Battling on the Arctic Edge
Cold-weather warfighting preparation strengthens U.S. and NATO response.
Over the past several years, the U.S. military has focused on growing its cold-weather operation capabilities. The U.S. Marine Corps, through host and NATO ally Norway, has maintained a presence in the region to train and develop the skills necessary to operate in extreme conditions.
Given adversarial threats in the Indo-Pacific region and Europe, especially from Russia and China, the Arctic region’s strategic importance is increasing. The National Defense Strategy and the 2019 Defense Department Arctic Strategy further set the stage for Arctic operations in the high north. According to the Defense Department, these strategies embrace a “secure and stable region where U.S. national interests are safeguarded, the homeland is protected, and nations address shared challenges cooperatively.”
In late October, the next contingent of Marine Corps warfighters deployed to Setermoen, Norway, for cold-weather training in the high north. Approximately 350 Marines and sailors of the 3rd Battalion, 6th Marine Regiment, will train with and learn from the Norwegian Army during a two-month training deployment.
The team, nicknamed the Teufelhunden Battalion, follows this summer’s deployment of Marine Rotational Force–Europe (MRF-E), which included warfighters from the Marines 3rd Battalion, 2nd Marine Regiment, 2nd Marine Division, II Marine Expeditionary Force, as well as Marine Forces Europe and Africa.
After a quarantine period at their training location in Norway to mitigate the risk of COVID exposure and transmission, the Marines will conduct bilateral arctic warfare training alongside Norwegian allies to improve interoperability and strengthen defense capabilities.
“Norway offers challenging terrain and unique training opportunities to improve our cold-weather and mountain-warfare skills, enabling our force to fight and win in arctic conditions,” says Lt. Col. Ryan Gordinier, USMC, commander of the battalion. “The ‘Teufelhunden Battalion’ looks forward to continuing our historic relationship and strengthening our alliance with the Norwegian military.”
During their deployment, the new MRF-E team will participate in cold-weather warfare and survival training led by Norwegian Army instructors; a variety of field training events in rugged, arctic conditions alongside Norwegian Army allies; and Exercise Reindeer II, a major Norwegian Army-led field exercise in northern Norway.
Warfighters with MRF-E will continue to deploy Norway’s Arctic Circle several times over the coming year; a larger follow-on rotation is scheduled to deploy in early 2021.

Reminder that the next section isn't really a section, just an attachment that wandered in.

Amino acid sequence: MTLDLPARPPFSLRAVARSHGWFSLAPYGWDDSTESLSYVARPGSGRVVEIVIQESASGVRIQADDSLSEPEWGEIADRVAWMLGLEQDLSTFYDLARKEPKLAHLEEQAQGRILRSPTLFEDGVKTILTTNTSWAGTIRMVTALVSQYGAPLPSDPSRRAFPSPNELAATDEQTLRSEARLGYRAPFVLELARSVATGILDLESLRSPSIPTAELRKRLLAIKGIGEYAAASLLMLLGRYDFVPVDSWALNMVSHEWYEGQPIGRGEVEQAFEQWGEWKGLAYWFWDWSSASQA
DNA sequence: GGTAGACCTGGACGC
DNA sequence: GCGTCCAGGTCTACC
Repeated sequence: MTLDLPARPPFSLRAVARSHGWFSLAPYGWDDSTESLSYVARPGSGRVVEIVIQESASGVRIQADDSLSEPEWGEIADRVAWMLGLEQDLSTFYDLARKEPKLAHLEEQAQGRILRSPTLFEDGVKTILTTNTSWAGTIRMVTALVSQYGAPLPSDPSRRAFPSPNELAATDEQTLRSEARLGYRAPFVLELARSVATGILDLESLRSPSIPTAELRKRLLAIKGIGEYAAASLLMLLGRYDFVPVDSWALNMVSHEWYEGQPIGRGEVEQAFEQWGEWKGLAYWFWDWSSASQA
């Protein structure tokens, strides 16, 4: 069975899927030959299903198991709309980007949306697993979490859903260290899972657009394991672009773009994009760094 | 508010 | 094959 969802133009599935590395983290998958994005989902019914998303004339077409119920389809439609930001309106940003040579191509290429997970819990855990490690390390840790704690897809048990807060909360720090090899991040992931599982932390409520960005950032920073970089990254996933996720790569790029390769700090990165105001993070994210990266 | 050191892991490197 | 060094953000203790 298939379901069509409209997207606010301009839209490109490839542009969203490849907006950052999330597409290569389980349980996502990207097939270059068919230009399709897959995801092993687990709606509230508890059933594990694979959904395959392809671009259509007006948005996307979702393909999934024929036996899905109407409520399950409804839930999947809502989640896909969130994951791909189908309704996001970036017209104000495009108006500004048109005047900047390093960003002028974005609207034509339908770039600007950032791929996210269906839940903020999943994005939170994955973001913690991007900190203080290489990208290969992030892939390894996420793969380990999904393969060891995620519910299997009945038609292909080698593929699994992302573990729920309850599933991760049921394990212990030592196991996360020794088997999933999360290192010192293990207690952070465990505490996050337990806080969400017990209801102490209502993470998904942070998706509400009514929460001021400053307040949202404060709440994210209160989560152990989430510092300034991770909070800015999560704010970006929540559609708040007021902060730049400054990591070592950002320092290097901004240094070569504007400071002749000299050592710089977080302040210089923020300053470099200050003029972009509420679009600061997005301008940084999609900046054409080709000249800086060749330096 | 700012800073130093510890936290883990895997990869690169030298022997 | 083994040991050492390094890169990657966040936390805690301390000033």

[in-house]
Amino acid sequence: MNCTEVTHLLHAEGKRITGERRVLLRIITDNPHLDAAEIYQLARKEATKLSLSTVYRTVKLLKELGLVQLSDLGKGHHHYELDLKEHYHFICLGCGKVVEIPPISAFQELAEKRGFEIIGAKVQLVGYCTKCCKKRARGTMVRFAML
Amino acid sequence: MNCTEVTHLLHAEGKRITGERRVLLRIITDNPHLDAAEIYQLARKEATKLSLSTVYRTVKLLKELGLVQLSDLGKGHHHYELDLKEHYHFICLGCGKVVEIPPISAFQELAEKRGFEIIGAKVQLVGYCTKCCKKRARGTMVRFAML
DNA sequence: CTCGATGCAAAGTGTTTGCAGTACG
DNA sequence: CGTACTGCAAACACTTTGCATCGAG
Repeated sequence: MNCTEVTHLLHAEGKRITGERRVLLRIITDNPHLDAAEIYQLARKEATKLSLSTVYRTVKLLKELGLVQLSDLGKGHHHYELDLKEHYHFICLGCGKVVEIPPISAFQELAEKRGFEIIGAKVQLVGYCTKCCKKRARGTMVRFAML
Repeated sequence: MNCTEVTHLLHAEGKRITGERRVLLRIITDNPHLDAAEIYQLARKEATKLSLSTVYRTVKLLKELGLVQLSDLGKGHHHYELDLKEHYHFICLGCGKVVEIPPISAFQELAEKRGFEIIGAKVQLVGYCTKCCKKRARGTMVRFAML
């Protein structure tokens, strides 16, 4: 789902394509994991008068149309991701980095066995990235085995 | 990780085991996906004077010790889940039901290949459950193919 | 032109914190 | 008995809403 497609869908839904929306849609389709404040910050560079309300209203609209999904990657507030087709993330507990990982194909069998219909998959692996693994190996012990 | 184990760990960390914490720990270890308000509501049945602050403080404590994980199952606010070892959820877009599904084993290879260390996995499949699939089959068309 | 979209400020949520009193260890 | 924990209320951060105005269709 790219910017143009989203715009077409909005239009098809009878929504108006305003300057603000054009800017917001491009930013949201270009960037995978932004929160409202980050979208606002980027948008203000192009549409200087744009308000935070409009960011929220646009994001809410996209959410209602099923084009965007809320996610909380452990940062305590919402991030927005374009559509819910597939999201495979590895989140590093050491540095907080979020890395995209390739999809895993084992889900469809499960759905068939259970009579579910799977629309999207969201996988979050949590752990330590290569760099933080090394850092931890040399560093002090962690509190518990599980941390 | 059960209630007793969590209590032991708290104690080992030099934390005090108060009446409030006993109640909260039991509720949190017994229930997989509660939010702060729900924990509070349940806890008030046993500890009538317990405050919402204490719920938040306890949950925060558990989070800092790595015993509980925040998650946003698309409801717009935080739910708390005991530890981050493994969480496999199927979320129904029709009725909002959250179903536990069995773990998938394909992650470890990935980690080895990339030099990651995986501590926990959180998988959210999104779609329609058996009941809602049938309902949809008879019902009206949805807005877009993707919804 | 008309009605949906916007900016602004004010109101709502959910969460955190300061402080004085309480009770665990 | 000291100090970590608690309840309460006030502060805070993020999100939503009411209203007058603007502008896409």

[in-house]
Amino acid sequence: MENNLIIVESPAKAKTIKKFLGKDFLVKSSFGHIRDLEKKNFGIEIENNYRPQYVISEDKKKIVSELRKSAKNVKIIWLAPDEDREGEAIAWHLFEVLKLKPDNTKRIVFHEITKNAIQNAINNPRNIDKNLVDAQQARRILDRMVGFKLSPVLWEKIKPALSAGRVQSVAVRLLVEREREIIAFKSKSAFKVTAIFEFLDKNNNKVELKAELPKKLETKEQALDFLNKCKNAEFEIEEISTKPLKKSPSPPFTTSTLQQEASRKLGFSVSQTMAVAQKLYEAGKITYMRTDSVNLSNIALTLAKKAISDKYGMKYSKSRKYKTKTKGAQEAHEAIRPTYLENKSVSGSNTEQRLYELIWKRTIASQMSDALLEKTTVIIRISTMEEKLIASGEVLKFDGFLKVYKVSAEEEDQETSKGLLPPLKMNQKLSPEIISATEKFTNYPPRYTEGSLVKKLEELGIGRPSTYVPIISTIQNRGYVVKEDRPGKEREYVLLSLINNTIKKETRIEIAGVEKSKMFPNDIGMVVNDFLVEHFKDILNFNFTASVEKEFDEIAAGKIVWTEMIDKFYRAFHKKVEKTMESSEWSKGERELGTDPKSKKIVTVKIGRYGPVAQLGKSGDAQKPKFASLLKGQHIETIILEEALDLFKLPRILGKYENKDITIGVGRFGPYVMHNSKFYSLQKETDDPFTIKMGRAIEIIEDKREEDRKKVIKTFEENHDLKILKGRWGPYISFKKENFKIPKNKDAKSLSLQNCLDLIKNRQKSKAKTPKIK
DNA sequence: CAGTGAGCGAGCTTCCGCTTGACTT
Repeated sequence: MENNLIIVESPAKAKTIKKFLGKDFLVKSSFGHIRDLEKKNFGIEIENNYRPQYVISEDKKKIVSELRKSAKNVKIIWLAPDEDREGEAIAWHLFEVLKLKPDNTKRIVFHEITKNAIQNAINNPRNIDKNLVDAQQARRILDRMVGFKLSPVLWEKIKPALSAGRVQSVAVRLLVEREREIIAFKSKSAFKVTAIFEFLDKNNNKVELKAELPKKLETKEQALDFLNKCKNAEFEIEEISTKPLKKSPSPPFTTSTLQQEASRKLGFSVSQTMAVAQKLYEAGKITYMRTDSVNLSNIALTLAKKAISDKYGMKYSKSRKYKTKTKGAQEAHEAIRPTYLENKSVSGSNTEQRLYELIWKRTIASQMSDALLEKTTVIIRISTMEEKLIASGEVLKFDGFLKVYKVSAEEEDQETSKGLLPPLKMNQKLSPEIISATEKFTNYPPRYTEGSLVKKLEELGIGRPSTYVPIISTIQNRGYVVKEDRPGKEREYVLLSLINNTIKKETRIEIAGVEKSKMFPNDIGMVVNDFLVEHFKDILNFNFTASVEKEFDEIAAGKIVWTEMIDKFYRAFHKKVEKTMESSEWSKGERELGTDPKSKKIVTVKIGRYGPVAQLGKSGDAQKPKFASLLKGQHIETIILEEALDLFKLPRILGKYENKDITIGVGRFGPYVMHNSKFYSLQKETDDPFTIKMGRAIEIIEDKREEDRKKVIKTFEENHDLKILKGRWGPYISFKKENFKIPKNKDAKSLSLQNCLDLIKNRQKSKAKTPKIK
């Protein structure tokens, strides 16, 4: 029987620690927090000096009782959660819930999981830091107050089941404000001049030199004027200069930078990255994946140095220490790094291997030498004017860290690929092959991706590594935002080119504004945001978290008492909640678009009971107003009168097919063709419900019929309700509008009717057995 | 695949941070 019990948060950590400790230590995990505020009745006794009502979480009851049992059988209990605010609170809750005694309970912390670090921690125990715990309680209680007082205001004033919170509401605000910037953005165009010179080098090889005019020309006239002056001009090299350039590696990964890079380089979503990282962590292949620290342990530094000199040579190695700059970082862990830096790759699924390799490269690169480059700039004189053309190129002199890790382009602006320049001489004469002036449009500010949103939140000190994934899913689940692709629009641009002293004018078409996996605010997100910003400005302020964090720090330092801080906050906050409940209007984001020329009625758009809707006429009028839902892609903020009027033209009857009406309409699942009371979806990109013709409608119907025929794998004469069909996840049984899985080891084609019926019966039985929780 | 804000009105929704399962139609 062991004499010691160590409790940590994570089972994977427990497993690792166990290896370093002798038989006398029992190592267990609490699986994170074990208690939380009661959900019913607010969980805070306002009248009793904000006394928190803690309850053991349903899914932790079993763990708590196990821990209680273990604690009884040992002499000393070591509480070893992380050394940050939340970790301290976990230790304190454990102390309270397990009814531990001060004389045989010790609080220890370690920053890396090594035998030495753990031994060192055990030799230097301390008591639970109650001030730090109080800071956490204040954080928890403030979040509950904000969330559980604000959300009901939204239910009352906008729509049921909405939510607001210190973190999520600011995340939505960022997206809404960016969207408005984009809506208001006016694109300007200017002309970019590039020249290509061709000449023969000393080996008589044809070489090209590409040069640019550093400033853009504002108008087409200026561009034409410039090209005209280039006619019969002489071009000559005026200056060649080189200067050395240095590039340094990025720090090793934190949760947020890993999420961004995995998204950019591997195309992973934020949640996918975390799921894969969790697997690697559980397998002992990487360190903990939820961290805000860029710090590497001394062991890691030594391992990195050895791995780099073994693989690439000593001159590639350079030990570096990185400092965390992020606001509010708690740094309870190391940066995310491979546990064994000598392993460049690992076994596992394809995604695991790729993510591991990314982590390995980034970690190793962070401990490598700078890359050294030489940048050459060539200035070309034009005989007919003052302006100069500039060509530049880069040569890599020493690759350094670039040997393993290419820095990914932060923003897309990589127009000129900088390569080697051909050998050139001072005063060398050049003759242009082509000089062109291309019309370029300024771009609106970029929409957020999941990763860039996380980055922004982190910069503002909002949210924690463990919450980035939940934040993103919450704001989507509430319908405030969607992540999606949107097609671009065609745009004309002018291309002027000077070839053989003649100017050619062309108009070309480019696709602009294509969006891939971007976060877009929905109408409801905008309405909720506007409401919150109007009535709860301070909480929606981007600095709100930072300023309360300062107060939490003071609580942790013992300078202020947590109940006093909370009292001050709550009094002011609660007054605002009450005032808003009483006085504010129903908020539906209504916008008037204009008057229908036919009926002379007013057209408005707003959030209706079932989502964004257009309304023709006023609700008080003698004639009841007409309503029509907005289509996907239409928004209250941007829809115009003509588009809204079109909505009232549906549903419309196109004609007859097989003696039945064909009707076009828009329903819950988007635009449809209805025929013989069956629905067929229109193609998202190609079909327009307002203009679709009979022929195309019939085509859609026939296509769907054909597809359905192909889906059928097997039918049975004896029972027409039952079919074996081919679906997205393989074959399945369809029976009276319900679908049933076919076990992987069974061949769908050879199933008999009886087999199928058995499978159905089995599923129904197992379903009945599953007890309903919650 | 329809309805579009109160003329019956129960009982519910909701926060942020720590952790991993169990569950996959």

The Marines’ work with the Norwegian Army will allow for more operational flexibility, Col. Gordinier states. In addition to strategic warfighting, the goal is to address power, water supply, communications and cold-weather gear issues not only to survive but also thrive in the extreme conditions, he indicates.
“When you are dealing with 10 to 15 feet of snow for multiple months, and that is where you are existing, you have to learn to not just to make it through but also make it through in a way to where any of your adversaries would have to try to come into that environment to try and get to you,” the colonel says. “And that becomes your primary weapon.”
In preparation, the battalion attended mountain warfare training and an exercise in Bridgeport, California, in January and February 2020, focusing on individual and collective movement techniques, survival, command and control approaches, and other warfighting capabilities at altitude.
Near Bridgeport sits Mount Patterson, a 11,673-foot peak, along the Sweetwater range that straddles the California-Nevada border. During the exercise, the Marines quickly found command and control challenges; while they usually they depend on very high frequency (VHF) communications, the option was not effective in that environment.
“At altitude, in that range, when dealing with cross compartments and what we call danger areas—basically the large canyons and valleys—the VHF range does not work,” Col. Gordinier notes. “And because of the geography, it is hard to install retransmission sites in order for VHF to be the primary means of communication. So, we are forced to use HF [high frequency].”
In Norway, the battalion will test several means of communications. “You have to prepare multiple different pathways and then troubleshoot them to find which pathway is working at the time and place that you need it,” the colonel shares. “That is what is dynamic in a mountainous environment. And with the terrain in northern Norway, because of the paths of the satellites, it is even more difficult in the Arctic because of where the satellites pass. So, what that means is an increase in other methods, including the use of HF.”
To read more about the military’s preparation for extreme weather operations, read the article in SIGNAL Magazine’s December issue, available next month.